China’s vast wealth luring nations

By Joseph Bosco  / 

Sat, Sep 01, 2018 - Page 8

The People’s Republic of China has successfully defied the international order and is relentlessly remaking it in its own mold. Nothing demonstrates that dangerous reality more vividly, or sadly, than continued global regressions in the cause of human rights and democracy.

It once was hoped that engaging the Chinese communist regime and welcoming it to the family of nations would eventually modify its domestic and international behavior and encourage compliance with international norms, such as the Universal Declaration of Human Rights.

Instead, using the vast wealth it has accumulated, thanks to Western generosity and naivete, Beijing is replacing that noble statement of moral principles with its own operating rule: a Universal Declaration that Money Talks.

Two current events demonstrate the shameful mark the Chinese government is making on the world’s moral standards. Digging into its very deep pockets, Beijing has enticed the government of El Salvador to abandon its decades-long official relationship with Taiwan.

The shift in diplomatic recognition to China is the latest in an established pattern of buying up diplomatic partners among small, poor countries in Latin America and the Pacific Islands who find it impossible to resist the allure of Beijing’s abundant cash resources — in what University of Miami political science professor June Teufel Dreyer has called China’s “anaconda strategy.”

Earlier this year, the Dominican Republic and Burkina Faso also succumbed to Beijing’s financial pressures and broke ties with Taiwan. (Granted, Taiwan at times participated in this bidding war, but its efforts were defensive.)

Meanwhile, in what was East Turkestan before China’s 1950 invasion but is now Xinjiang region, Chinese officials are conducting a campaign of political and religious repression that constitutes cultural genocide at a minimum.

With more than 1 million Uighurs confined to “re-education camps” under deplorable conditions and reports of mass disappearances, the situation may devolve into an ethnic cleansing. If China is seeking to wipe out all or much of a religious or ethnic population, it would be guilty of meeting the UN definition of genocide.

The brutal facts of what is happening to the Uighurs have been exposed to the family of nations. However, the nations, including Muslim governments and populations quick to protest every perceived Western slight, have chosen not to get involved for fear of damaging their economic relations with China.

Instead, as Beijing commits crimes against humanity, akin in some ways to Nazi Germany’s atrocities, the world conducts business as usual with the perpetrators, just as it did in the 1930s.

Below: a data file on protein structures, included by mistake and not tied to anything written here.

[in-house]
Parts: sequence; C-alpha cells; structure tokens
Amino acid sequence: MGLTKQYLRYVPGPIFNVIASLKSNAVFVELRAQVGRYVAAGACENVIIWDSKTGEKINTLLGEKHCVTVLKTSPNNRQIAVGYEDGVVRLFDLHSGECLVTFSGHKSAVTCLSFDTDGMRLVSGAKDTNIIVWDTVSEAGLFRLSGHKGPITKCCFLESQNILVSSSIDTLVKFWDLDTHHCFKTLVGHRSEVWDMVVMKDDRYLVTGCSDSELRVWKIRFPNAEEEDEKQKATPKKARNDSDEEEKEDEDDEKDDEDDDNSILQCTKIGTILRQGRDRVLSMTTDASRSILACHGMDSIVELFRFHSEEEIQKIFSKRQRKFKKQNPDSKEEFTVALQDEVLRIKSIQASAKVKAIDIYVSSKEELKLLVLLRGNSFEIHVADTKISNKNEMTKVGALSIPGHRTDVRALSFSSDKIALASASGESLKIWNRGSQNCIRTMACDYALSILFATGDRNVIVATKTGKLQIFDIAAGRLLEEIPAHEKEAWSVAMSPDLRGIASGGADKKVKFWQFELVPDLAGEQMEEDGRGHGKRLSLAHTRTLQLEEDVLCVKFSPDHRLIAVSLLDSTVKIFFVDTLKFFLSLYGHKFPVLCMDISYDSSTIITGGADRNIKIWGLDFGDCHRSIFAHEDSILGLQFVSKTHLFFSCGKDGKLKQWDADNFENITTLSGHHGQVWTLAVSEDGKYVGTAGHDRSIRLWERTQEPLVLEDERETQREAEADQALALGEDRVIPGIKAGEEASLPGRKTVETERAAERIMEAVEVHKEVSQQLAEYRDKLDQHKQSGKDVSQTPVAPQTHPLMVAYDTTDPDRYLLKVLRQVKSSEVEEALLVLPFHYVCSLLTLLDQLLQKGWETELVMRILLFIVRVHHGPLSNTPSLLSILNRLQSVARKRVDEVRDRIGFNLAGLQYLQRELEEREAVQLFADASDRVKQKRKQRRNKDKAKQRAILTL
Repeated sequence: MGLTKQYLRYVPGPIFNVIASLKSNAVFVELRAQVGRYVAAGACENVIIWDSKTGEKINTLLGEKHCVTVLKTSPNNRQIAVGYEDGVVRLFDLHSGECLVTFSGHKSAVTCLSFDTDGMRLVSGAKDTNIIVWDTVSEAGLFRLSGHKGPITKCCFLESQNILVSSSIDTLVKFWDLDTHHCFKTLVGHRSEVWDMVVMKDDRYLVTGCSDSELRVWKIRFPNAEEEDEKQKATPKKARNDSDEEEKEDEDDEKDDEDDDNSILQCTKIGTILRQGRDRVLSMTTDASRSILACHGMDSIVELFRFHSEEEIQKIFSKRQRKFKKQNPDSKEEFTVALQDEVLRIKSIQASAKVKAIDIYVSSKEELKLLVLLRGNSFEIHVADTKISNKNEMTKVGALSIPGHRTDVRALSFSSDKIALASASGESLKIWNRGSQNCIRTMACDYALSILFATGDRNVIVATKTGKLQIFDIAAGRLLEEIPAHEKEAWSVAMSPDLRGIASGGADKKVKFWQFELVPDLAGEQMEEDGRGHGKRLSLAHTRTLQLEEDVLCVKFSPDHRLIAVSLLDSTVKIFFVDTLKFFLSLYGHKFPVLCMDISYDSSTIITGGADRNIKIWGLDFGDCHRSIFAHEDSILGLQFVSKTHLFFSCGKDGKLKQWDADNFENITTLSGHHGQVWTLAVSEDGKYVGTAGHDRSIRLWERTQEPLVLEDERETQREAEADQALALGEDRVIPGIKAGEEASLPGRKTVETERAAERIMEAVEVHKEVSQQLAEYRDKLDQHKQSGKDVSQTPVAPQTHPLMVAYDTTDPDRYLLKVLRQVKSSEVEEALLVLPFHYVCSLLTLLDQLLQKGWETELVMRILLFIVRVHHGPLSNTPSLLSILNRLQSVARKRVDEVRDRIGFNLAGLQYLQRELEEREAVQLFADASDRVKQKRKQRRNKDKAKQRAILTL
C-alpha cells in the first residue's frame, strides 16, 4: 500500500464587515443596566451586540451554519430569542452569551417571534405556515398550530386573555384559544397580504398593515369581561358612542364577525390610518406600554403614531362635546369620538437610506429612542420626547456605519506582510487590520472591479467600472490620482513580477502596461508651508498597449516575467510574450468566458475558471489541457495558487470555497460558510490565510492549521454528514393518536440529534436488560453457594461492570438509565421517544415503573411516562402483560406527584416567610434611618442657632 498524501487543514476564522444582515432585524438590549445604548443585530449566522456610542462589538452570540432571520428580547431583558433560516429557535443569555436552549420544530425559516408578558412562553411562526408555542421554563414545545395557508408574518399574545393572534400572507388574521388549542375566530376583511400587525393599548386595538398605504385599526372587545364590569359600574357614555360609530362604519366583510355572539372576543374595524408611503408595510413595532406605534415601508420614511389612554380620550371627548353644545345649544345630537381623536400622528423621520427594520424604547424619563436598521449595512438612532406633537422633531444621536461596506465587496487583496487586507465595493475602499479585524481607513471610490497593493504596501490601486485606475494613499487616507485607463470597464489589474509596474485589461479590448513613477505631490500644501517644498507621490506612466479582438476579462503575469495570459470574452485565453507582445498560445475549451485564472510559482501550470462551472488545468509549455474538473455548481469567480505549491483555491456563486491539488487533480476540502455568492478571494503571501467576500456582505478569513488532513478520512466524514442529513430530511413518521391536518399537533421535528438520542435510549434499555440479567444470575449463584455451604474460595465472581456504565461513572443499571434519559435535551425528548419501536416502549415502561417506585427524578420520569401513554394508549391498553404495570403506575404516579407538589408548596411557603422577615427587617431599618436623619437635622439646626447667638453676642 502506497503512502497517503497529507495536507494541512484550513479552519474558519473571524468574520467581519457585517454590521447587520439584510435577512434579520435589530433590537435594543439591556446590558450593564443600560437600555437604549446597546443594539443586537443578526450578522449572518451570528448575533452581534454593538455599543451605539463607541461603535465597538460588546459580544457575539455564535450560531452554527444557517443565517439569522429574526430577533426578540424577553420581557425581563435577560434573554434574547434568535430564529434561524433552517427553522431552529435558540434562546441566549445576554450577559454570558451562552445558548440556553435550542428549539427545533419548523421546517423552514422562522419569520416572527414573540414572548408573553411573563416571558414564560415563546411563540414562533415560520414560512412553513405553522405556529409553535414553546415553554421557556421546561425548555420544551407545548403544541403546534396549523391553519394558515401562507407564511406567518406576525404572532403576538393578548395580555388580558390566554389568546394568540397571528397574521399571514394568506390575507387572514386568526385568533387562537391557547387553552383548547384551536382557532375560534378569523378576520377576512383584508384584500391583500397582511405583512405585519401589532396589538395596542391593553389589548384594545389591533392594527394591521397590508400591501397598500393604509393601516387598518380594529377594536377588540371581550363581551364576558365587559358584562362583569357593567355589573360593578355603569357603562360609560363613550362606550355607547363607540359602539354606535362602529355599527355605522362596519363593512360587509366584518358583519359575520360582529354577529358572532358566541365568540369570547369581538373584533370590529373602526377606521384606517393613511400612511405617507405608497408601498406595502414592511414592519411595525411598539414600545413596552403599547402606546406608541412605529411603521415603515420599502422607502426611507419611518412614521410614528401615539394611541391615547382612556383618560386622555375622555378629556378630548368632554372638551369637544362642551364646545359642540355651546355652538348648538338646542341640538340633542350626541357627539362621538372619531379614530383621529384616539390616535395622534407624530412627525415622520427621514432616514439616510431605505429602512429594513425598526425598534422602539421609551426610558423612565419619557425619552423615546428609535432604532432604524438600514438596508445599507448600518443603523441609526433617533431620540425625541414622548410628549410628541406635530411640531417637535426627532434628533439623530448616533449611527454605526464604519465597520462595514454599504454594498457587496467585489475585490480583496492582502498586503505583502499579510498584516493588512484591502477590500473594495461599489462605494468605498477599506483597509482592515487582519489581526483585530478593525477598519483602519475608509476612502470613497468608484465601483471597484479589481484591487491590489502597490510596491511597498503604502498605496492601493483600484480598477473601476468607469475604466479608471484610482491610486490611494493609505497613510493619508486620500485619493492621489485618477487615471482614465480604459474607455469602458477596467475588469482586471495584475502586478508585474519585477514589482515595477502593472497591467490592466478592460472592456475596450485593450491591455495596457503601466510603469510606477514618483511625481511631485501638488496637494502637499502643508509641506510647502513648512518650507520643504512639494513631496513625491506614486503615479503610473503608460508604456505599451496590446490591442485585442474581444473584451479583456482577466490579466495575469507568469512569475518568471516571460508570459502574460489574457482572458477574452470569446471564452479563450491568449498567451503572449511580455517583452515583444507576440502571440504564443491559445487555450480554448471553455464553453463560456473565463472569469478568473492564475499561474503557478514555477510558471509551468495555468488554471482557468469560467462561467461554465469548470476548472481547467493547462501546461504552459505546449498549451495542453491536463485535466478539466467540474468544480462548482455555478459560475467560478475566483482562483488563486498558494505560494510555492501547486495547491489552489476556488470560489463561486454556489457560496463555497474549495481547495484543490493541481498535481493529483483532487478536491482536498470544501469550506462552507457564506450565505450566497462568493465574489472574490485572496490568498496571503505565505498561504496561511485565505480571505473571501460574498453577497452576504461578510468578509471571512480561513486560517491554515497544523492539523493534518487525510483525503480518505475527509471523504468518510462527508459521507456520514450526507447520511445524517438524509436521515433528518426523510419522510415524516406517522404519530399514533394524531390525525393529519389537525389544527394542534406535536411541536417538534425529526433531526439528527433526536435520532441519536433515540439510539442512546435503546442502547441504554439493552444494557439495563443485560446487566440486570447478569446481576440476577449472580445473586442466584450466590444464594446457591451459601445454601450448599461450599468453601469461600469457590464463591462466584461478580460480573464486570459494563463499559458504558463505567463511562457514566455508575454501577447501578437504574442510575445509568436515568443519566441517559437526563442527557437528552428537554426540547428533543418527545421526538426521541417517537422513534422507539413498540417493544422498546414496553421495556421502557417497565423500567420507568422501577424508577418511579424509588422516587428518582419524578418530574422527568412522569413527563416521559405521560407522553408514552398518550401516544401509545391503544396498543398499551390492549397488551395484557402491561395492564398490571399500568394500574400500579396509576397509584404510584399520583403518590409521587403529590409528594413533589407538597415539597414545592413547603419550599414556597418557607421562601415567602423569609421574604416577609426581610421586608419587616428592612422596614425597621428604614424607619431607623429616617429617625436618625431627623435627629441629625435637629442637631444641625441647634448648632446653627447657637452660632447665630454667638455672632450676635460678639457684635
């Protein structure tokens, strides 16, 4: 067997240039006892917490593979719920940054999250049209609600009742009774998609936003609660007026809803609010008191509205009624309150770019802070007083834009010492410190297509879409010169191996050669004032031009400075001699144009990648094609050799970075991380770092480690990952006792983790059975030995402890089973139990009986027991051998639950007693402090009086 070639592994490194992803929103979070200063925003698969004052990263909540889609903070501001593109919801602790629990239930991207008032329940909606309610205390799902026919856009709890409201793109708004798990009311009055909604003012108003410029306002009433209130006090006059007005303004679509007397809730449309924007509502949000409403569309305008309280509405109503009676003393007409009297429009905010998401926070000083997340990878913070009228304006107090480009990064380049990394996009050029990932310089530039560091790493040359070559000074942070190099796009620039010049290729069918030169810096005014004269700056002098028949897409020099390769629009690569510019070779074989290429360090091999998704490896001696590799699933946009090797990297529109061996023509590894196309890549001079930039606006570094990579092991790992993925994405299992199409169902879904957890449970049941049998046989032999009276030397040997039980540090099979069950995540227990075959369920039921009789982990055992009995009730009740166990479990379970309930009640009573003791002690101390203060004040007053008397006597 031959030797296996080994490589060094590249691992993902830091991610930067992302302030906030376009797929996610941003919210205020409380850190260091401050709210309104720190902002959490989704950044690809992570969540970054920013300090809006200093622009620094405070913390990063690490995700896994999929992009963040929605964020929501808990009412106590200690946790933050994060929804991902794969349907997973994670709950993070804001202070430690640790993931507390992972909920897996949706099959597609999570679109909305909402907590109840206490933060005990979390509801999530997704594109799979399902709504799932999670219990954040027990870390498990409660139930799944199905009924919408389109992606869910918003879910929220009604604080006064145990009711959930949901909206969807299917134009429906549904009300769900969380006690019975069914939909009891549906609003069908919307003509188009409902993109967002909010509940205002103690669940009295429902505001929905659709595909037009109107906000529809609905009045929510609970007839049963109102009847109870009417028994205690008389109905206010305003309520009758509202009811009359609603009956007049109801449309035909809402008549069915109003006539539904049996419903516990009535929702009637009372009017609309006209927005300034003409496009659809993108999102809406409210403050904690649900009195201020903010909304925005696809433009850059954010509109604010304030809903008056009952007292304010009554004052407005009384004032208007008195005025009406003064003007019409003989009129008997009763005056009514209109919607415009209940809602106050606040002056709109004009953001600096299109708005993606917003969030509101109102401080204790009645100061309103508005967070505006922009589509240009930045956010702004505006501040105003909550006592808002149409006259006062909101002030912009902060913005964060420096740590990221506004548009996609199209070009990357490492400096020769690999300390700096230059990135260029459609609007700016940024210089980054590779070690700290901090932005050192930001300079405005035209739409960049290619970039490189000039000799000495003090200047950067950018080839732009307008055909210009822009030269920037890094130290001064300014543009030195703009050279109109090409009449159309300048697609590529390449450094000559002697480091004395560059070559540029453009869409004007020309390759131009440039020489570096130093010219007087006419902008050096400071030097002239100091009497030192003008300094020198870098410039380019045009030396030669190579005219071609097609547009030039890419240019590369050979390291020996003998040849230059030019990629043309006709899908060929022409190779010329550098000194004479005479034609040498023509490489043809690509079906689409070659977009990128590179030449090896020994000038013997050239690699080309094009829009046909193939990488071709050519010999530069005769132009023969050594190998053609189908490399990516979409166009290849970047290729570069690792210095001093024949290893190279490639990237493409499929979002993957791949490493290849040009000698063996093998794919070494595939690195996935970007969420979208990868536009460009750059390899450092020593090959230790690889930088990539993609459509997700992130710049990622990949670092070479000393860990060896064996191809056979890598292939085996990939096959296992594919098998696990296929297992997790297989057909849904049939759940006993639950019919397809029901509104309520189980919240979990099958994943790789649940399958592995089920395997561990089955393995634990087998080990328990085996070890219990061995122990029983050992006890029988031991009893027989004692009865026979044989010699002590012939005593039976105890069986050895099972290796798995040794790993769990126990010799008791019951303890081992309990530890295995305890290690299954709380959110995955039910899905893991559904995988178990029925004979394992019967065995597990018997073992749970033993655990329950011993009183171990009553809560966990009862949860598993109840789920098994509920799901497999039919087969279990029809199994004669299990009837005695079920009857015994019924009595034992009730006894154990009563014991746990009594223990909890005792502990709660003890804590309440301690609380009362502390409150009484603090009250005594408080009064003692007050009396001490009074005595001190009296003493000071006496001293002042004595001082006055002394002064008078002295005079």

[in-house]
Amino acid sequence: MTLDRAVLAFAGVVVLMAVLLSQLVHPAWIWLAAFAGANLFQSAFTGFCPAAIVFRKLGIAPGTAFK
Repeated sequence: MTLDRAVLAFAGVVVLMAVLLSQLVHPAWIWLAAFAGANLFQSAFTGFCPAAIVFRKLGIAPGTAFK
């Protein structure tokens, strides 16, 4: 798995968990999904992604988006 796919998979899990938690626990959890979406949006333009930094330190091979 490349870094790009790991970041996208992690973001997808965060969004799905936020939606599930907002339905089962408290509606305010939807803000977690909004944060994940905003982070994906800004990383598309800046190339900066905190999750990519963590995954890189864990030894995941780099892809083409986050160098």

Not even one of the world’s great moral heroes was immune to the pressures of China’s financial inducements.

As he prepared to run for president of South Africa in 1993, Nelson Mandela visited Taiwan. (He had been to China the year before.) For his lifelong contributions to freedom, democracy and justice, then-president Lee Teng-hui (李登輝) awarded him Taiwan’s highest honor for a foreign national.

Mandela, in turn, expressed admiration for Taiwan’s efforts to develop a free and prosperous democracy and praised its efforts to promote human rights and social justice.

The Republic of China (ROC), under the then-Chinese Nationalist Party (KMT) government, had long-standing diplomatic relations with former South African president F.W. de Klerk’s government, while Beijing had supported the black liberation movement.

However, the ROC strongly supported Mandela’s presidential campaign, as Beijing threw its lot in with a rival to Mandela’s African National Congress.

Once he was elected in 1995, Mandela vowed that South Africa, the last major country still to recognize Taiwan, would continue to do so. He prided himself on being seen as a model to the world’s underdogs and he had developed an empathy for Taiwan. For two years he resisted Chinese pressures to cut ties with Taiwan.

However, the nation’s economic woes, after decades of apartheid rule, simply left no viable alternative to Beijing’s largesse and Mandela had to make a moral choice in the interests of the South Africans.

In 1997, in what he described as an “agonizing” decision, he did what outsiders long had seen as inevitable and severed official relations with Taiwan, though he made the change effective a year later to allow Taiwan time to adjust — a courtesy then-US president Jimmy Carter did not accord Taiwan in 1979.

Years later, Mandela expressed his pain at having been compelled to abandon Taiwan. After his death in 2013, Taiwan’s government mourned his loss and lauded his record as a driving force for freedom, justice, human rights and reconciliation.

Forcing one of the world’s moral icons to knuckle under for the sake of money no doubt was a signal achievement for China’s communist leaders. The Chinese people may not feel the same sense of pride.

Joseph Bosco served as China country director in the office of the US secretary of defense and taught a graduate seminar on US-China-Taiwan relations at Georgetown University’s School of Foreign Service. He is a fellow at the Institute for Taiwan-American Studies. This article originally appeared in The Hill on Aug. 28.